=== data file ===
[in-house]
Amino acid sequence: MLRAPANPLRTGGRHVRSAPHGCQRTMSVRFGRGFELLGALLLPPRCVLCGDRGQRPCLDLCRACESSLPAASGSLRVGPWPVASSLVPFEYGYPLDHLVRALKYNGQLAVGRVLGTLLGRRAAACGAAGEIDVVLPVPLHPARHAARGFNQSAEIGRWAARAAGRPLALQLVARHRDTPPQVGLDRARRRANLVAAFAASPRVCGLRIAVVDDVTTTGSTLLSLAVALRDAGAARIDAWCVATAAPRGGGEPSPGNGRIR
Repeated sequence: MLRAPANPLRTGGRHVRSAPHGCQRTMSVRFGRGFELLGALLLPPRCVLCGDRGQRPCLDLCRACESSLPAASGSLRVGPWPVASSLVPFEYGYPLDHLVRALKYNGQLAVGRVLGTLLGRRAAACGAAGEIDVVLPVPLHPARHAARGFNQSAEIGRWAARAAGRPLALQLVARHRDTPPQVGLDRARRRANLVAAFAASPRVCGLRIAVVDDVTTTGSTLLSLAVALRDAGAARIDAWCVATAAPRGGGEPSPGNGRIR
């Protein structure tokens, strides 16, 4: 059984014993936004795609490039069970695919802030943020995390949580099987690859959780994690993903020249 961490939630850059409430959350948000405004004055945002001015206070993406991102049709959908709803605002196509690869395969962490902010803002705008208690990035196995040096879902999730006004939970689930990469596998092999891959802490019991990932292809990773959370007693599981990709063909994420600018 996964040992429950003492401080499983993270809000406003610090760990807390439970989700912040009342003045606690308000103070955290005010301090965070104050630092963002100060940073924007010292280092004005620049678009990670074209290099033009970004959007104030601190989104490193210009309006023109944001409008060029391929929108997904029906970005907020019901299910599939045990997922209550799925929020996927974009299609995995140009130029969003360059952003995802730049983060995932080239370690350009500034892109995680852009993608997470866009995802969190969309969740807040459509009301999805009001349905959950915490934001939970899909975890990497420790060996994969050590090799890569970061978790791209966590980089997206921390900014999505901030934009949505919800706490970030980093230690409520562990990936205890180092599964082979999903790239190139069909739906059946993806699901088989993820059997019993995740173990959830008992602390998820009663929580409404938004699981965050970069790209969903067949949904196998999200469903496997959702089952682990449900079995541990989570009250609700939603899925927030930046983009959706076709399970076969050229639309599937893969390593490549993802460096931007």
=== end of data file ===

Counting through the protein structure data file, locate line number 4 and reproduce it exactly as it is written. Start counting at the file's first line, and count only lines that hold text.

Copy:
């Protein structure tokens, strides 16, 4: 059984014993936004795609490039069970695919802030943020995390949580099987690859959780994690993903020249 961490939630850059409430959350948000405004004055945002001015206070993406991102049709959908709803605002196509690869395969962490902010803002705008208690990035196995040096879902999730006004939970689930990469596998092999891959802490019991990932292809990773959370007693599981990709063909994420600018 996964040992429950003492401080499983993270809000406003610090760990807390439970989700912040009342003045606690308000103070955290005010301090965070104050630092963002100060940073924007010292280092004005620049678009990670074209290099033009970004959007104030601190989104490193210009309006023109944001409008060029391929929108997904029906970005907020019901299910599939045990997922209550799925929020996927974009299609995995140009130029969003360059952003995802730049983060995932080239370690350009500034892109995680852009993608997470866009995802969190969309969740807040459509009301999805009001349905959950915490934001939970899909975890990497420790060996994969050590090799890569970061978790791209966590980089997206921390900014999505901030934009949505919800706490970030980093230690409520562990990936205890180092599964082979999903790239190139069909739906059946993806699901088989993820059997019993995740173990959830008992602390998820009663929580409404938004699981965050970069790209969903067949949904196998999200469903496997959702089952682990449900079995541990989570009250609700939603899925927030930046983009959706076709399970076969050229639309599937893969390593490549993802460096931007």